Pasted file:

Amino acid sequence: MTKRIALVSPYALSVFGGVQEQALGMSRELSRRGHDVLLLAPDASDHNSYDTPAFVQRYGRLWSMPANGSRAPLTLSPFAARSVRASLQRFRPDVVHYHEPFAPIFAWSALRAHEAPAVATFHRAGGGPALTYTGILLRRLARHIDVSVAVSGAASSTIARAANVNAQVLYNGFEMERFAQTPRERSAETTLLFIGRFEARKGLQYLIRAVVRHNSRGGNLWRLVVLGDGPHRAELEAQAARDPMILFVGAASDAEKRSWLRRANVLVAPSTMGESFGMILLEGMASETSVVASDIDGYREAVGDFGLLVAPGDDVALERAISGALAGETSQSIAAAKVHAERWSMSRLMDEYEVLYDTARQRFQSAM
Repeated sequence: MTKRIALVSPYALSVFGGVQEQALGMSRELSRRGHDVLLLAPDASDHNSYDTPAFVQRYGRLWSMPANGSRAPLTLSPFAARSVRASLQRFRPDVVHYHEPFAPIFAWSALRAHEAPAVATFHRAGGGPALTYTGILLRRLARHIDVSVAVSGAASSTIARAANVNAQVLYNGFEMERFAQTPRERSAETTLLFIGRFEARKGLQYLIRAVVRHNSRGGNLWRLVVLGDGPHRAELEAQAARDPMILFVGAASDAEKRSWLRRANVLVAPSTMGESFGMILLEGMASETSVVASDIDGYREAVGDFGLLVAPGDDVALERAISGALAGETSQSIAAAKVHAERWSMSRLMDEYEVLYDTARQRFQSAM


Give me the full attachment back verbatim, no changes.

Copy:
Amino acid sequence: MTKRIALVSPYALSVFGGVQEQALGMSRELSRRGHDVLLLAPDASDHNSYDTPAFVQRYGRLWSMPANGSRAPLTLSPFAARSVRASLQRFRPDVVHYHEPFAPIFAWSALRAHEAPAVATFHRAGGGPALTYTGILLRRLARHIDVSVAVSGAASSTIARAANVNAQVLYNGFEMERFAQTPRERSAETTLLFIGRFEARKGLQYLIRAVVRHNSRGGNLWRLVVLGDGPHRAELEAQAARDPMILFVGAASDAEKRSWLRRANVLVAPSTMGESFGMILLEGMASETSVVASDIDGYREAVGDFGLLVAPGDDVALERAISGALAGETSQSIAAAKVHAERWSMSRLMDEYEVLYDTARQRFQSAM
Repeated sequence: MTKRIALVSPYALSVFGGVQEQALGMSRELSRRGHDVLLLAPDASDHNSYDTPAFVQRYGRLWSMPANGSRAPLTLSPFAARSVRASLQRFRPDVVHYHEPFAPIFAWSALRAHEAPAVATFHRAGGGPALTYTGILLRRLARHIDVSVAVSGAASSTIARAANVNAQVLYNGFEMERFAQTPRERSAETTLLFIGRFEARKGLQYLIRAVVRHNSRGGNLWRLVVLGDGPHRAELEAQAARDPMILFVGAASDAEKRSWLRRANVLVAPSTMGESFGMILLEGMASETSVVASDIDGYREAVGDFGLLVAPGDDVALERAISGALAGETSQSIAAAKVHAERWSMSRLMDEYEVLYDTARQRFQSAM